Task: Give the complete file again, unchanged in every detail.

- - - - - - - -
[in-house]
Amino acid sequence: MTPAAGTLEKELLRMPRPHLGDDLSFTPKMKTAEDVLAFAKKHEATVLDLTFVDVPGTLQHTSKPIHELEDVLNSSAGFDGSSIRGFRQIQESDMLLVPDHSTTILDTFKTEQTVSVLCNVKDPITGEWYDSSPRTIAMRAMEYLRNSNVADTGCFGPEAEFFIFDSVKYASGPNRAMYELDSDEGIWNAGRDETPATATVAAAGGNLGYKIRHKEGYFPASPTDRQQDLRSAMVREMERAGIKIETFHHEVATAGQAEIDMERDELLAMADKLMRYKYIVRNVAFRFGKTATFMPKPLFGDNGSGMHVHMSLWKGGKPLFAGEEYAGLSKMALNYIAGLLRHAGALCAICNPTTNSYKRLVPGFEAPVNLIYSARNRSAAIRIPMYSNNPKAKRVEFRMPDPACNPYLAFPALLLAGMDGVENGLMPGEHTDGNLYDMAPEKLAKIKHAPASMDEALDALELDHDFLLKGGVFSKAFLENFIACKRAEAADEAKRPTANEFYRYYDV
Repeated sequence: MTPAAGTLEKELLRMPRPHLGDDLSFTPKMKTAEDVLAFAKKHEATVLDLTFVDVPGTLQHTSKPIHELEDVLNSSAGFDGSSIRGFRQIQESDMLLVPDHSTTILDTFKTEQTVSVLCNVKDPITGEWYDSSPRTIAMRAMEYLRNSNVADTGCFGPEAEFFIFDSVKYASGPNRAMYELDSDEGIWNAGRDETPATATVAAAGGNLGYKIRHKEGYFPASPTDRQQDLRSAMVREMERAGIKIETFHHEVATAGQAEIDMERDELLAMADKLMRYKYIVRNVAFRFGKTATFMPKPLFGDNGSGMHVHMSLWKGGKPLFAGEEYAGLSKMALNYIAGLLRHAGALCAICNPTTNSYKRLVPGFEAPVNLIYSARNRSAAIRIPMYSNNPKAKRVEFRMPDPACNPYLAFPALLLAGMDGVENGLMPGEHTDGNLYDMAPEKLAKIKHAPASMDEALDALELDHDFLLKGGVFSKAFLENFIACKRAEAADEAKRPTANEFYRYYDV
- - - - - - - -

[in-house]
Amino acid sequence: MTPAAGTLEKELLRMPRPHLGDDLSFTPKMKTAEDVLAFAKKHEATVLDLTFVDVPGTLQHTSKPIHELEDVLNSSAGFDGSSIRGFRQIQESDMLLVPDHSTTILDTFKTEQTVSVLCNVKDPITGEWYDSSPRTIAMRAMEYLRNSNVADTGCFGPEAEFFIFDSVKYASGPNRAMYELDSDEGIWNAGRDETPATATVAAAGGNLGYKIRHKEGYFPASPTDRQQDLRSAMVREMERAGIKIETFHHEVATAGQAEIDMERDELLAMADKLMRYKYIVRNVAFRFGKTATFMPKPLFGDNGSGMHVHMSLWKGGKPLFAGEEYAGLSKMALNYIAGLLRHAGALCAICNPTTNSYKRLVPGFEAPVNLIYSARNRSAAIRIPMYSNNPKAKRVEFRMPDPACNPYLAFPALLLAGMDGVENGLMPGEHTDGNLYDMAPEKLAKIKHAPASMDEALDALELDHDFLLKGGVFSKAFLENFIACKRAEAADEAKRPTANEFYRYYDV
Repeated sequence: MTPAAGTLEKELLRMPRPHLGDDLSFTPKMKTAEDVLAFAKKHEATVLDLTFVDVPGTLQHTSKPIHELEDVLNSSAGFDGSSIRGFRQIQESDMLLVPDHSTTILDTFKTEQTVSVLCNVKDPITGEWYDSSPRTIAMRAMEYLRNSNVADTGCFGPEAEFFIFDSVKYASGPNRAMYELDSDEGIWNAGRDETPATATVAAAGGNLGYKIRHKEGYFPASPTDRQQDLRSAMVREMERAGIKIETFHHEVATAGQAEIDMERDELLAMADKLMRYKYIVRNVAFRFGKTATFMPKPLFGDNGSGMHVHMSLWKGGKPLFAGEEYAGLSKMALNYIAGLLRHAGALCAICNPTTNSYKRLVPGFEAPVNLIYSARNRSAAIRIPMYSNNPKAKRVEFRMPDPACNPYLAFPALLLAGMDGVENGLMPGEHTDGNLYDMAPEKLAKIKHAPASMDEALDALELDHDFLLKGGVFSKAFLENFIACKRAEAADEAKRPTANEFYRYYDV